By Caitlin Chodakowsky

Quirky Christmas traditions

Barcelona Traditional Christmas
BARCELONA, SPAIN - DECEMBER 25: A competitor in Christmas fancy dress jumps into the sea during the 105th Barcelona Traditional Christmas Swimming Cup at the Old Harbour of Barcelona on December 25, 2014 in Barcelona, Spain. The Copa Nadal is organised by the Barcelona Swimming Club and involves competitors swimming across some 200 metres of water in the harbour. Launched in 1908 the event has only been suspended three times when the Spanish Civil War interrupted proceedings between 1936 and 1938. (Photo David Ramos/Getty Images)

A Christmas barbecue on the beach may sound like a strange thing to do in the colder parts of the Northern Hemisphere, but Aussies are not the only ones with some seemingly odd Christmas traditions.

While we indulge in a tasty Pavlova there are some in Greenland feasting on Mattak – raw whale skin served with a side of blubber.

If you don't like the sound of blubber for supper you could try Kiviak, a delicacy made from auk birds stuffed in a seal skin and left to ferment underground for several months. I don't know about you but I'll stick with the Pav'!

In Slovakia the most senior man of the house has the privilege of throwing his pudding at the ceiling to see how much of it sticks. Now that could be an interesting tradition to adopt...

Turkey and ham might be popular for Christmas dinner but thanks to a hugely successful marketing campaign in 1974 many families in Japan still cling to the tradition of eating out at KFC instead.

While many Japanese are feasting on fried chicken, South Korea is the only East Asian nation that even recognises Christmas as a national holiday. South Korea's largest amusement park called Everland celebrates in style as people flock to see zoo animals parading around in festive costumes.

Spider web

Instead of tinsel and baubles Ukrainians dress their Christmas trees up traditionally with a fake spider and web, which is said to bring them luck.

In India it is more common to decorate banana or mango trees for Christmas than the traditional fir, pine or spruce trees.

Germans traditionally hide a pickle in their Christmas tree on Christmas Eve for one eager child to find in the morning and exchange for a small gift.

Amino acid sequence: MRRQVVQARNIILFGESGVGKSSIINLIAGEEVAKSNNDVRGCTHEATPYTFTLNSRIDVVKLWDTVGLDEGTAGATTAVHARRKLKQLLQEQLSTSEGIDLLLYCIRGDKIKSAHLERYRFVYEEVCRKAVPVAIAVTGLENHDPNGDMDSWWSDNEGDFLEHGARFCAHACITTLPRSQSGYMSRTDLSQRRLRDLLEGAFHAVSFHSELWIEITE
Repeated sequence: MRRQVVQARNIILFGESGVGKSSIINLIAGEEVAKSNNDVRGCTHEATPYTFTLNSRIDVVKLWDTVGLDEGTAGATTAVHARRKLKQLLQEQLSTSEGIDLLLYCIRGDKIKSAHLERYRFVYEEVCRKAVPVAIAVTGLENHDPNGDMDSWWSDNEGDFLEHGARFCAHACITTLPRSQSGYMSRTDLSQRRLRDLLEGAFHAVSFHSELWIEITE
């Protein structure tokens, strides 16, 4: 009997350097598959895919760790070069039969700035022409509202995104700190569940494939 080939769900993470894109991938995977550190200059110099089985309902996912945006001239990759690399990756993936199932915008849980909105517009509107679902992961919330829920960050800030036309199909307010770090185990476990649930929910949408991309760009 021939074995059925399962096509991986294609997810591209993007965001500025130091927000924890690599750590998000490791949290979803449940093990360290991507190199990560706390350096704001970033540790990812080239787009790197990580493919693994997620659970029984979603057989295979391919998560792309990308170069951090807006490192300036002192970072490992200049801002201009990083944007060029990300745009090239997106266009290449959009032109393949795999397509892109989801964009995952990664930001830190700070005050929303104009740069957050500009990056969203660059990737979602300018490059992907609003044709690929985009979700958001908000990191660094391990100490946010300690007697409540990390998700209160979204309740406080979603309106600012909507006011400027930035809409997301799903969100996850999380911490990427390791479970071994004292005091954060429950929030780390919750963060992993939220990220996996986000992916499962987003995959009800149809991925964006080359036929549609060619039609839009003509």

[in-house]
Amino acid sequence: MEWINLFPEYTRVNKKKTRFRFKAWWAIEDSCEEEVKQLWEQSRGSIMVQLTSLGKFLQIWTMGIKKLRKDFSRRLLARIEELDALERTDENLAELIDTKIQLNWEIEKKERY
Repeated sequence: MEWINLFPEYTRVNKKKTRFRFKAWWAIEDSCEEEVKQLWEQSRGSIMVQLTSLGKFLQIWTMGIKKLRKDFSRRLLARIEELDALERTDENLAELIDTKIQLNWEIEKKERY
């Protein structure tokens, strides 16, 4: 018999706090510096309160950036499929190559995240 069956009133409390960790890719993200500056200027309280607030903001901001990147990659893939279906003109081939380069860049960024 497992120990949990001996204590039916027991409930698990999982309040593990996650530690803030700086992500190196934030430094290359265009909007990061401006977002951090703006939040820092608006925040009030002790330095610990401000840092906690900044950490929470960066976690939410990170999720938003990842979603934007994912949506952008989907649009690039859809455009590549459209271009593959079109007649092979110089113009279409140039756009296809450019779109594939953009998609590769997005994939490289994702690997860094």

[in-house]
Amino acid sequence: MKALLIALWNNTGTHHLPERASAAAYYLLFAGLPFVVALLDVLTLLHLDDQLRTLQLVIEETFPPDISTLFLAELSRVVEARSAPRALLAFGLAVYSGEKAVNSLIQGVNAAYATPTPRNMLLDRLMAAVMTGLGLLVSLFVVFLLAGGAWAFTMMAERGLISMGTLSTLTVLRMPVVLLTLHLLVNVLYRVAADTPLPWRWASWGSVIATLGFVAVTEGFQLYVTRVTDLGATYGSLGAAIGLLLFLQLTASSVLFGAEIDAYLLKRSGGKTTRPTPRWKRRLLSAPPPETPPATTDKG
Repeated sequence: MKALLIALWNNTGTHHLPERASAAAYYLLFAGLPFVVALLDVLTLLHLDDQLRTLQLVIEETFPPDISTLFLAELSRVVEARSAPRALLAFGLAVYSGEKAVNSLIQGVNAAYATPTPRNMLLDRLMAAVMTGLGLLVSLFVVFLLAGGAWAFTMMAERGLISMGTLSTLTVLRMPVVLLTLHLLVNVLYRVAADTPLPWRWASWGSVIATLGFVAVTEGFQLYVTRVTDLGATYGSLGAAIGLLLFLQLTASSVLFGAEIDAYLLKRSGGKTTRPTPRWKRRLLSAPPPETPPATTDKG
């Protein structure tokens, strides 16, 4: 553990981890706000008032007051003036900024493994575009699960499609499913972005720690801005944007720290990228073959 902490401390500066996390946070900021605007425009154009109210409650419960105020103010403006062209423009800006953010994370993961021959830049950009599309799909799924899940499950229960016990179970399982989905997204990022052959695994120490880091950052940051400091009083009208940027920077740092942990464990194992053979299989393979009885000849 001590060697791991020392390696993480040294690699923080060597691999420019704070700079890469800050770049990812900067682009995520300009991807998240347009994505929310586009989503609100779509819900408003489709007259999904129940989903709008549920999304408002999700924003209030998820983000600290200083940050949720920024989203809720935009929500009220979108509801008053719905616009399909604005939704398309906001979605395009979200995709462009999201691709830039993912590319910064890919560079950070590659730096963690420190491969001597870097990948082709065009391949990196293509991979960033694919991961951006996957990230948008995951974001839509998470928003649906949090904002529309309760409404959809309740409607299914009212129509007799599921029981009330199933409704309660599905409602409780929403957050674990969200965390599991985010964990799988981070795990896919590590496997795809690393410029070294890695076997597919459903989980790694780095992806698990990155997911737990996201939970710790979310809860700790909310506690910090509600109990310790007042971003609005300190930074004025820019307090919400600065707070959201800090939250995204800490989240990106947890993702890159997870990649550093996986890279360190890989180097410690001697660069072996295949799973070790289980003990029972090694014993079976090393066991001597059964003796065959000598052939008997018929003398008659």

While some children are hunting for pickles, Spain holds its annual Copa Nadal – a Christmas Swimming Cup at the Old Harbour of Barcelona. This 200 metre swim has been running since 1908 with hundreds of festively dressed people jumping into winter water to keep the century old tradition alive.

Meanwhile, roads are closed off in the city of Caracas as Venezuelan residents don their roller skates to journey to church in the lead up to Christmas.

While cultural traditions and festivities seem to be so different from place to place there is one aspect of Christmas that remains the same for millions of people around the world. Each year these people stop to remember the virgin birth of a baby boy in the small town of Bethlehem more than 2000 years ago.

To some this may seem like the weirdest tradition of all, yet somehow this Child has been engrained in history for longer than any of the above traditions.

Some dismiss this as tradition based on an old wife's tale but have you ever stopped to wonder how a child born in a stable could have made such an impact?

Across cultures and generations people celebrate the difference this Son – Jesus Christ – has made in their lives as He fulfilled and continues to fulfil the above verse, offering us love, forgiveness and a way to connect with God on a personal level.

Challenge newspaper exists to share the personal stories of people who have seen the impact Jesus can have on their lives firsthand.

Rather than dismiss Jesus as a quirky Christmas tradition this year, perhaps it is worth considering the difference He could make in your life too?

X Factor star well grounded >>